Lakewood baker Jack Phillips is again facing legal action for declining to bake a cake for an LGBTQ customer. There’s just one big difference this time: the state of Colorado isn’t involved.
Attorneys for Autumn Scardina, a transgender woman, filed a complaint against Phillips in state court Wednesday. In 2017, Scardina ordered a cake from Phillips to celebrate her birthday and gender transition. Phillips declined, citing his Christian beliefs and Scardina filed a complaint with Colorado’s Civil Rights Commission.
In March, Attorney General Phil Weiser dropped the case filed on Scardina’s behalf. In exchange, Phillip’s attorneys agreed to end their own discrimination complaint against the state.
The truce gave Phillips a brief reprieve. By reviving the case on their own, Scardina and her attorneys hope to force the courts to decide whether Phillip’s action amounted to discrimination under Colorado law — without worrying about whether the state itself wants to pursue the issue.
“We simply want the law to be enforced,” said attorney Paula Greisen, who is representing Scardina. “Because if not, you allow a business to send a message: go ahead, refuse service to these people, it’s OK, when the citizens of Colorado have said it’s not.”
Senior Counsel Jim Campbell for the Alliance Defending Freedom, the nonprofit Christian legal group who represents Phillips said in a comment:
"A new lawsuit has been filed against Masterpiece Cakeshop that appears to largely rehash old claims. The State of Colorado abandoned similar ones just a few months ago. So this latest attack by Autumn Scardina looks like yet another desperate attempt to harass cake artist Jack Phillips. And it stumbles over the one detail that matters most: Jack serves everyone; he just cannot express all messages through his custom cakes."
Regarding Scardina’s original request, Phillips told CPR last summer, “I know the Bible says that God created male and female and that we don’t get to choose that, and we don’t get to change that. And I don’t feel like the government has a right to compel me to participate in creating a cake that promotes that message.”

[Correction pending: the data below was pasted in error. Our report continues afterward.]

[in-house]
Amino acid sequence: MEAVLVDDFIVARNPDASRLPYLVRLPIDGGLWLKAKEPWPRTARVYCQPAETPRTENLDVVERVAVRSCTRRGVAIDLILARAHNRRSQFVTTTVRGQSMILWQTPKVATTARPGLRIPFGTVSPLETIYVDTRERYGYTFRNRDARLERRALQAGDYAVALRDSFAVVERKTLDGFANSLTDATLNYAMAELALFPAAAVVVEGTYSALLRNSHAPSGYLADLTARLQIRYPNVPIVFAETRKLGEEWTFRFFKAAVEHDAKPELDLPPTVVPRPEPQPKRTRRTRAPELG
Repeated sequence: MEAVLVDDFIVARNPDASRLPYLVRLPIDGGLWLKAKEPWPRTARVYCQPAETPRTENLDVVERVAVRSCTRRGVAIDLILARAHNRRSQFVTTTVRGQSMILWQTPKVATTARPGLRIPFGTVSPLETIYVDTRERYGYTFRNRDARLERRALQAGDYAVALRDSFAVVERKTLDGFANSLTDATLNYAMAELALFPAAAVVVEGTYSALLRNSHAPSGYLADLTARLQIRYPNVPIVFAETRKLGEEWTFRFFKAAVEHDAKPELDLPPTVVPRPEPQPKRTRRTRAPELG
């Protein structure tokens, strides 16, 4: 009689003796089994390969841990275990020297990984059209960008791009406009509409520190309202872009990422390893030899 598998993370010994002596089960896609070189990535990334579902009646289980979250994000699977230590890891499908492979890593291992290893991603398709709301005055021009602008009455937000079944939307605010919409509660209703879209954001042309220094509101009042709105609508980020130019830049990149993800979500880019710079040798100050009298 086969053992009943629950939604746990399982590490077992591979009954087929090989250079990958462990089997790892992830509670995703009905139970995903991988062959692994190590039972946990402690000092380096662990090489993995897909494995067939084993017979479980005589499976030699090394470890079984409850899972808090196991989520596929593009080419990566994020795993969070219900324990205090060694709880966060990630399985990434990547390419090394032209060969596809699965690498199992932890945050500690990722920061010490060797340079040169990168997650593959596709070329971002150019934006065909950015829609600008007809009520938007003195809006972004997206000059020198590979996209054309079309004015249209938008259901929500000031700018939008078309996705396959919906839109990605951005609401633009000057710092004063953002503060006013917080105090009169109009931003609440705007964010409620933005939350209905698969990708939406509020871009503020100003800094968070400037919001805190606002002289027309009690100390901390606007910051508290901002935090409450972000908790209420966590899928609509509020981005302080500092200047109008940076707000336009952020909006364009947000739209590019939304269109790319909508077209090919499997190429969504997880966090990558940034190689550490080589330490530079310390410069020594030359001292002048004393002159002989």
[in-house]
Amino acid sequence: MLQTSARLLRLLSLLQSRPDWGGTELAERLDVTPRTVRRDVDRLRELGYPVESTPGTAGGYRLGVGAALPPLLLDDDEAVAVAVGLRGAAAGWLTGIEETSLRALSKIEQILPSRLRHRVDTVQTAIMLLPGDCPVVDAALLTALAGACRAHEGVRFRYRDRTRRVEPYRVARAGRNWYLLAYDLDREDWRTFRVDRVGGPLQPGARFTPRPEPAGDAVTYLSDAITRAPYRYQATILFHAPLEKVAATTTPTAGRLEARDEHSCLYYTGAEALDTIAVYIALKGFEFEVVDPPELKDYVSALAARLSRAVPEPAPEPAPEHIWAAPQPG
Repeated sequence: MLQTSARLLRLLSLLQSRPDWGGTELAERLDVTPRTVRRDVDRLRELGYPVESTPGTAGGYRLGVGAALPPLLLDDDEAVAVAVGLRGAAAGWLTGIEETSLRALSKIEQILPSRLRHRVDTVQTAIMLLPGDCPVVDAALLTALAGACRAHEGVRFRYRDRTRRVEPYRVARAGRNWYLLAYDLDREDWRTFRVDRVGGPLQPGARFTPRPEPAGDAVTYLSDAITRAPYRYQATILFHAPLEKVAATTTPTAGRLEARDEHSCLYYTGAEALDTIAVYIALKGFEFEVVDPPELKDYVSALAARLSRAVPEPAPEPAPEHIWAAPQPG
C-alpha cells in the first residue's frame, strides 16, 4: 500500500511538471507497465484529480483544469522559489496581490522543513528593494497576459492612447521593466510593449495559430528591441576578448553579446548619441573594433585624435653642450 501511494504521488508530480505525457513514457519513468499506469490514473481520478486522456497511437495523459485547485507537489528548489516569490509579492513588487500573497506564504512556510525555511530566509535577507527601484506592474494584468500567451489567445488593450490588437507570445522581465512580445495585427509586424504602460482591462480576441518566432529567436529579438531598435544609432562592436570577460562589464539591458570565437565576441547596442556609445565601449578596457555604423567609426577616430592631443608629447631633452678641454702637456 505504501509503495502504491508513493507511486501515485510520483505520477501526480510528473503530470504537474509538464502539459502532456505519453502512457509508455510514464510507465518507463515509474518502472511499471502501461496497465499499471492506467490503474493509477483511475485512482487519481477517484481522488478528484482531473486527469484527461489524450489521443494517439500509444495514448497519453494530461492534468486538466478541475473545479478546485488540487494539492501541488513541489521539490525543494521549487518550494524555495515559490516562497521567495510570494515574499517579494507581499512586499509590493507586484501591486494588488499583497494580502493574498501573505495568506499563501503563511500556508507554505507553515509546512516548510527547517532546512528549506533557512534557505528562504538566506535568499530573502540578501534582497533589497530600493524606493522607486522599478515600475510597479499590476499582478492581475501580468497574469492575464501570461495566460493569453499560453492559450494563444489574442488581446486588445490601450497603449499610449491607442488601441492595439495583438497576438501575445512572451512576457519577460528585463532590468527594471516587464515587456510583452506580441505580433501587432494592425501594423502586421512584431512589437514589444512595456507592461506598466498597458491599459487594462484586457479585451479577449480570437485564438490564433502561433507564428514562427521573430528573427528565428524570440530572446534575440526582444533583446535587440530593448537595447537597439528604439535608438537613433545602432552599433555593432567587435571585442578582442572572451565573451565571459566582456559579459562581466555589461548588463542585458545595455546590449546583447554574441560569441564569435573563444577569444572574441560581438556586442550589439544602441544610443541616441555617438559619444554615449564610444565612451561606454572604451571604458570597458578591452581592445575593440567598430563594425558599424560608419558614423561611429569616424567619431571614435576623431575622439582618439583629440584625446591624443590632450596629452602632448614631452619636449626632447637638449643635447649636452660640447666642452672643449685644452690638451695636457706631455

Phillips gained international attention when he chose not to bake a wedding cake for a gay couple in 2012. The Colorado Civil Rights Commission ruled the decision amounted to discrimination and pursued legal action. The case wound its way to the Supreme Court, which narrowly ruled in Phillip’s favor in 2018.
Still, many saw that decision as a punt more than a slam dunk for religious freedom. That’s because the Justices decided the Colorado Civil Rights Commission had shown a bias against Phillips. It didn’t resolve the larger issue of whether business owners are allowed to refuse to serve customers for religious reasons.
“By filing separately, we are taking the state out of the equation,” Greisen said. “I fully believe we will win in the state courts...and I don’t believe there is any First Amendment or religious implications that would allow them to discriminate.”
Besides accusing Phillips of discrimination, the lawsuit also claims he engaged in deceptive trade practices in refusing to serve Scardina.
The second claim is specific because after his first case, Phillips suggested he would make any kind of baked good for LGBTQ customers, so long as it wasn’t a wedding cake. The suit claims that amounts to a violation of Colorado Consumer Protect Act, since Scardina ordered a birthday cake.
Phillips said customers often ask him to bake cakes that violate his Christian religion, such as Halloween cakes and he always declines. Phillips has said he also declines to bake cakes that are disrespectful of LGTBQ people.
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